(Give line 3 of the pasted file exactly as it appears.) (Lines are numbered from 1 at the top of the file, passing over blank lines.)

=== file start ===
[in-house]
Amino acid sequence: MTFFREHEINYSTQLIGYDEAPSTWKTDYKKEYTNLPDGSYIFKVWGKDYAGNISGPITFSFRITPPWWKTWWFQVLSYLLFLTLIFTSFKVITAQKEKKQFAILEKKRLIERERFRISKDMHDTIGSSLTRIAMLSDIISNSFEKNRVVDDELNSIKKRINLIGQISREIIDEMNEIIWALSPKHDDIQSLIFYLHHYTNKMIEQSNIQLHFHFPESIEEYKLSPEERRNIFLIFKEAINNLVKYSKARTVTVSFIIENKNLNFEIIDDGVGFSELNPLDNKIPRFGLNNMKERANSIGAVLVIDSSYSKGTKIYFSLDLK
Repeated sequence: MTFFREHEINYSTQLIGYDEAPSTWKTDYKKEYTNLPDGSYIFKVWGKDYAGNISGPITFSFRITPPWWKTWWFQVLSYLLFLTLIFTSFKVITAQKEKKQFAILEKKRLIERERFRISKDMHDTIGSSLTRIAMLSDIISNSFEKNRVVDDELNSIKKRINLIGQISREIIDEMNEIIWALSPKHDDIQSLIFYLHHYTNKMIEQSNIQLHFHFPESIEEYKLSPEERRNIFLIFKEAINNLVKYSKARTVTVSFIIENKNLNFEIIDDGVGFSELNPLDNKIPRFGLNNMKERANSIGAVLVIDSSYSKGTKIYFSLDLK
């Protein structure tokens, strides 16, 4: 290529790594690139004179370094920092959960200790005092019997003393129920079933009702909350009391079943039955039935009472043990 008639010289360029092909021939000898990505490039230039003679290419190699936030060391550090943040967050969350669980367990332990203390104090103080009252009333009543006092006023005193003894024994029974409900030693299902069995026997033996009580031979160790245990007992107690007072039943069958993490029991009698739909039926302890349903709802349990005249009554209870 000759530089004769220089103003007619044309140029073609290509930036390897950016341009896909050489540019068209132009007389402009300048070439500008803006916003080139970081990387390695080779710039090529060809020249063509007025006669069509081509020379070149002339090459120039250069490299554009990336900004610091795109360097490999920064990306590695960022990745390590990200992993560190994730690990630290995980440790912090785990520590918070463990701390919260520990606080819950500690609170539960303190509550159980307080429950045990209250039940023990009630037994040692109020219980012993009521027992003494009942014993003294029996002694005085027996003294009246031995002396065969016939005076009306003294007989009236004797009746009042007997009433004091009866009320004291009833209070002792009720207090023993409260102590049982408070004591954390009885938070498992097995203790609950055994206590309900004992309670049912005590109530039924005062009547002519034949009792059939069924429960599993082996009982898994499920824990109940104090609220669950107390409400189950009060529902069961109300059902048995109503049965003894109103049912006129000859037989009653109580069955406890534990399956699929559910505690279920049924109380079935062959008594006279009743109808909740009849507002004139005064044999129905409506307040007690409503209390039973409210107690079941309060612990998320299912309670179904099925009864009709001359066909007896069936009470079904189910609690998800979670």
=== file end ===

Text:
Repeated sequence: MTFFREHEINYSTQLIGYDEAPSTWKTDYKKEYTNLPDGSYIFKVWGKDYAGNISGPITFSFRITPPWWKTWWFQVLSYLLFLTLIFTSFKVITAQKEKKQFAILEKKRLIERERFRISKDMHDTIGSSLTRIAMLSDIISNSFEKNRVVDDELNSIKKRINLIGQISREIIDEMNEIIWALSPKHDDIQSLIFYLHHYTNKMIEQSNIQLHFHFPESIEEYKLSPEERRNIFLIFKEAINNLVKYSKARTVTVSFIIENKNLNFEIIDDGVGFSELNPLDNKIPRFGLNNMKERANSIGAVLVIDSSYSKGTKIYFSLDLK